There are 39 species of toxic mushrooms in France. Not many of them are lethal, but a few of them will leave you with sub-lethal effects that might make you wish you had died. The Brown Rollrim Paxillus involutus (Fr. Paxille enroulé) is one of these. What's scary is that they are abundant in the Loire Valley, in the autumn, under birch trees especially, and the species was not widely acknowledged as toxic until the 1980s, so there are still old field guides knocking about which list it as edible. Indeed, in rural areas of Eastern Europe it is still eaten by some people.
The problem is that it is not strictly toxic, but rather can produce an allergic reaction that only manifests itself some time after ingestion, or suddenly, immediately after ingestion despite having eaten the species without ill effect before, so the association is not always made. It can kill, but mostly leads to kidney damage. It seems that many people can eat them without ill effect once or twice, and the reaction occurs after the third or fourth time they are eaten. An as yet unidentified substance in the mushrooms causes your immune system to attack and destroy red blood cells, causing a lack of oxygen and glucose in the brain, acute renal failure and respiratory failure. It is not necessarily fatal and can be treated if you act quickly enough, but the condition is painful and will require dialysis.
It is a gilled mushroom, but is related to Boletes, which have pores and tubes not gills. I have heard of even experienced mushroom foragers not being careful enough and including Brown Rollrims in their basket of Boletes.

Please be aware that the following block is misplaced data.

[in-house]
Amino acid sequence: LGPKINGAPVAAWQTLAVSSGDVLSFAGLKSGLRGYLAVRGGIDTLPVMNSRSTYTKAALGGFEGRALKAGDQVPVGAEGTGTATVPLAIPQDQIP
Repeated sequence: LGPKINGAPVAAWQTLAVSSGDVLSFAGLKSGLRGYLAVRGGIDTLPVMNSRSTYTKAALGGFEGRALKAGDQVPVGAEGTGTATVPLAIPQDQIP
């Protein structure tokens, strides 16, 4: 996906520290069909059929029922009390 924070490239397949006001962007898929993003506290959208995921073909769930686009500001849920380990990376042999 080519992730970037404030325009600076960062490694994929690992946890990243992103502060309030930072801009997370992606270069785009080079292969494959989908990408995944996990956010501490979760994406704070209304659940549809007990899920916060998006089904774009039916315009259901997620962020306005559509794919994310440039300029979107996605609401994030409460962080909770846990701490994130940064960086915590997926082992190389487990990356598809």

In France what alerted people to its toxicity was an incident where a group of soldiers on survival training died because they picked and ate mushrooms they had been told by instructors were safe.
The caps range from about 4 cm to 20 cm in diameter, convex when young but rapidly developing a central 'belly button'. Their principal and most unmistakable feature is a strongly rolled edge on the cap, especially when young. Once old they can develop a wavy edge. The cinnamon coloured cap feels similar to the nubuck or kid leather feel that Boletes have, and it goes slightly slimy or sticky when wet. The gills are decurrent ie they extend down the stem a bit. They are a pale ochre colour and the spores red ochre. They smell faintly pleasantly mushroomy.
They can be confused with certain Milkcaps such as the Ugly Milkcap Lactarius necator, but a quick check to see if they will exude 'milk' when their gills are scraped will sort that out. It could also be mistaken for a Funnel Clitocybe spp, but they have pale gills and spores. Some species of milkcaps and funnels are considered edible, but most are not.
They grow in the forest, along ditches and in lawns. These photos were taken in the front garden of some friends, where they have a colony of hundreds which come up every year.
Although it is a European species it has been accidentally introduced to Australia and other places, probably in the soil attached to imported trees.